In this parable we have the exhortation "Let your loins be girded" (Luke 12:35), even as in the first epistle Peter had said:

"Wherefore gird up the loins of your mind, be sober, and hope to the end" (1 Pet. 1:13).

In both the parable and the epistle, the coming of the Lord is likened unto "a thief in the night" (Luke 12:39,2 Pet. 3:10). In both there is expressed the idea of being "found" either in peace, or "watching", and in both is found the verb prosdokao "to look for, or expect" (Luke 12:46, 2 Pet. 3:12,13,14). It appears therefore that while the human agent can, speaking after the manner of men, appear to delay or to hasten the outworking of the purposes of God, the purpose of the Apostle in writing 2 Peter 3:12 is more in line with such a passage as Habakkuk 2:3,4.

"For the vision is yet for an appointed time, but at the end it shall speak, and not lie: though it tarry, wait for it; because it will surely come, it will not tarry . . . the just shall live by his faith."

Peter, it will be remembered, referred to an epistle written by the apostle Paul to those of his own readers, the dispersed of Israel, and in Hebrews ten, the epistle to which Peter evidently referred, we read:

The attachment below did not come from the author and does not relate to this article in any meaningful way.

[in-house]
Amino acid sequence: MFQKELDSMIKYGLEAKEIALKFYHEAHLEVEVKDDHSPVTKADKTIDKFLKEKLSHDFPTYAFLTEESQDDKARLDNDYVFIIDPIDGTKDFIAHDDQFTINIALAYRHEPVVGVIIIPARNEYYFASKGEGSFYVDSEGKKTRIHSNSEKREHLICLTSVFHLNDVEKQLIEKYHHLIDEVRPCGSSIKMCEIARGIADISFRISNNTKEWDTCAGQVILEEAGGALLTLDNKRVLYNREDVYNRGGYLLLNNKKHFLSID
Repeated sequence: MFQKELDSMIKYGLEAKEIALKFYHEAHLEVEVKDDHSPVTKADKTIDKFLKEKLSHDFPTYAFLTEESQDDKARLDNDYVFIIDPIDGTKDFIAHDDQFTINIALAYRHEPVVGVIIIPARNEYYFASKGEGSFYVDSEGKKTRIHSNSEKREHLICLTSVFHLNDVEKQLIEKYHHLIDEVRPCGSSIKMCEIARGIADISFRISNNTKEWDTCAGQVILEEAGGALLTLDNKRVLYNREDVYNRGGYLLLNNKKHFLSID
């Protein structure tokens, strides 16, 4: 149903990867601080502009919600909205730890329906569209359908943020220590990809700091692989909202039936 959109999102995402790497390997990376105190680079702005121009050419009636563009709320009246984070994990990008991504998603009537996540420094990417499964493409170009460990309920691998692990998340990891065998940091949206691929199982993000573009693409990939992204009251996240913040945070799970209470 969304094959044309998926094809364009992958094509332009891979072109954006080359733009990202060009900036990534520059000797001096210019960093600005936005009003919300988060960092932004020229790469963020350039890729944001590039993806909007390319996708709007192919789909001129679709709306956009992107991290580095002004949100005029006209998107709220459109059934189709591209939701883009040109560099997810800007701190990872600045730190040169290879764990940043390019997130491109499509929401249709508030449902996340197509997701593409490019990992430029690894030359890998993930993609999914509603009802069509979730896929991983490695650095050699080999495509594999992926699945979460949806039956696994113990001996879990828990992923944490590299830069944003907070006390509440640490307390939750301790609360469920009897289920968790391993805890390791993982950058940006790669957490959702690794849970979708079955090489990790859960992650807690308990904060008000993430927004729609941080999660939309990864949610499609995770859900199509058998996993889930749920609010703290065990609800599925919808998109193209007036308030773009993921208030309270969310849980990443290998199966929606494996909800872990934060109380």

"Cast not away therefore your confidence, which hath great recompense of reward. For ye have need of patience, that, after ye have done the will of God, ye might receive the promise. For yet a little while, and He that shall come will come, and will not tarry. Now the just shall live by faith: but if any man draw back, my soul shall have no pleasure in him, but we are not of them who draw back unto perdition: but of them that believe to the saving of the soul" (Heb. 10:35-39),

to which must be added the note, that the word "perdition" (apoleia) is found in 2 Peter 2:1,2,3,3:7 and 16, where the perdition or destruction deprecated in Hebrews 10:39 seems to be in view. The believer cannot "hasten" the day ordained by God, but he need be no automaton, he can share the attitude of his Lord "From henceforth expecting" and shape his life accordingly.